One day a Jewish rabbi discovered several of his students playing checkers when they should have been studying the Torah—the Jewish book of the law. The embarrassed students immediately returned to their books, but the rabbi smiled to himself and told them not to be ashamed, since they had in a sense been studying the law while playing their game. Puzzled at this, they asked the rabbi what he meant, and he explained, “In checkers, there are only three rules. First, you may not make two moves at once. Second, you may only move forward, not backward. Third, when you reach the back row, from then on you may move that piece wherever you wish. That is also what the Torah teaches.”
After the rabbi left, the students discussed his words, and eventually came to realize what he had taught them. First, they should not clutter their lives with more than one move at a time, but instead always remember what truly matters in life. Second, they should keep their eyes on the goal, and persevere in spite of setbacks and dangers. Third, they would become truly free only when they moved to the last row—which symbolizes or involves union with God and compassion toward others. According to the Jewish author Martin Buber, the secret of playing one’s life to its fullest is found in submission to the divine rules of play (Pulpit Resource, Vol. 18, No. 3, p. 11). Just as in checkers, so too in life: to be successful, there are only a few simple rules to be mastered: namely, love of God and love of neighbor.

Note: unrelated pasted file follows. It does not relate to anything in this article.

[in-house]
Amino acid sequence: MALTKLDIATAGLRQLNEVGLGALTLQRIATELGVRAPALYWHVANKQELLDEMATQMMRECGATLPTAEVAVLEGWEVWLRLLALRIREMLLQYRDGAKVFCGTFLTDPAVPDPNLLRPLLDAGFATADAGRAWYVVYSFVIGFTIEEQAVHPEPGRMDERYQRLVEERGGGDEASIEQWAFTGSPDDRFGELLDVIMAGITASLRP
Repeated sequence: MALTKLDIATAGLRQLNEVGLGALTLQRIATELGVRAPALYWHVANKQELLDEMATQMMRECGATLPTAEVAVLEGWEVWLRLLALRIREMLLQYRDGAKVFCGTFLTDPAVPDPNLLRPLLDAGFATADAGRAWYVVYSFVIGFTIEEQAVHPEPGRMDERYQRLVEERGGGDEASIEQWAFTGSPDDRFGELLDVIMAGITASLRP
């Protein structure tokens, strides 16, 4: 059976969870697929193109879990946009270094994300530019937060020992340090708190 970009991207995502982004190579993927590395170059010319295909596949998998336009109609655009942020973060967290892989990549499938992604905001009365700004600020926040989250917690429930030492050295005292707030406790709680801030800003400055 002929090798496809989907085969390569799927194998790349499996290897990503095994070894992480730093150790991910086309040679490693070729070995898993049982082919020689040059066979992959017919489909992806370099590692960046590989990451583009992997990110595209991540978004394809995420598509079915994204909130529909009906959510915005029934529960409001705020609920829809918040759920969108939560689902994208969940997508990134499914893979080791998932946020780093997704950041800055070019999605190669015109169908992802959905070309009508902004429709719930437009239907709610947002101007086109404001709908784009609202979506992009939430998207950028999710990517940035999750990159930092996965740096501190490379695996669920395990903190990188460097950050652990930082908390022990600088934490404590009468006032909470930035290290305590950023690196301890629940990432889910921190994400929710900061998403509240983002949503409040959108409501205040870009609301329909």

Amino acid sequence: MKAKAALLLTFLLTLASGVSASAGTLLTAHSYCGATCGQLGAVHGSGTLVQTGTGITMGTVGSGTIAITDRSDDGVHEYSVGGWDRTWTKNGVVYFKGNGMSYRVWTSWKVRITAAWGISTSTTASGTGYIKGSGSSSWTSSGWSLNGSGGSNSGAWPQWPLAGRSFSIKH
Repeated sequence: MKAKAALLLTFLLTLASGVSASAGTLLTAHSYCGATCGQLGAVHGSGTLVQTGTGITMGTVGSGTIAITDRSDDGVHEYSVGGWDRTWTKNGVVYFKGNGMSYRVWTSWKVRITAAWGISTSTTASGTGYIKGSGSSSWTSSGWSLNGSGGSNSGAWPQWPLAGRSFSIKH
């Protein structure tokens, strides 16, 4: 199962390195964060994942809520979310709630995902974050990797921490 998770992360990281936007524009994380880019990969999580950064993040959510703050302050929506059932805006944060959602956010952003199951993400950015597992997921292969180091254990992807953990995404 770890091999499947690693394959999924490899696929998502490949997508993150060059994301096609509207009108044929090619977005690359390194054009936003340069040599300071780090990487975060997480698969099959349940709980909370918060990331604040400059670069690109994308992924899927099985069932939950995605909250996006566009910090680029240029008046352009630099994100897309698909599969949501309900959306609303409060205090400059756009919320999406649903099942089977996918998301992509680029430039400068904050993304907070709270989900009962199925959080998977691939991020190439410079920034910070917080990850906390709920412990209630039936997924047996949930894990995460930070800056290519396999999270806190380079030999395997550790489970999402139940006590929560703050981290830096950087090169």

The scribe mentioned in St. Mark’s Gospel (12:28-34) was obviously someone who understood these rules. When he asked Jesus “Which is the first of all the commandments?,” he wasn’t trying to entrap Jesus in His speech, as so many of his colleagues had unsuccessfully tried to do; he really wanted to know the truth—and when Jesus expressed it, the scribe happily accepted His teaching and repeated it in his own words. That’s why Jesus was able to tell him, “You are not far from the kingdom of God.” When we truly want to know the truth and live by it, God is pleased with us; as Moses told the people in Deuteronomy (6:2-6), if they carefully observed the Lord’s commandments, God would bless them with a long life and let them prosper in their homeland. Jesus makes a similar promise to us, though not necessarily in terms of earthly success. Our true home is in heaven, and as reading from the Letter to the Hebrews (7:23-28) assures us, Jesus—as the true and perfect high priest—“is always able to save those who approach God through Him, since He lives forever to make intercession for them.” As the Son of God, Jesus came to earth as a sign of God’s love for the world, and by His words and deeds, Jesus taught us of the importance of loving one another. Those who truly learn this simple but profound lesson will be found worthy of and ready for the gift of eternal life.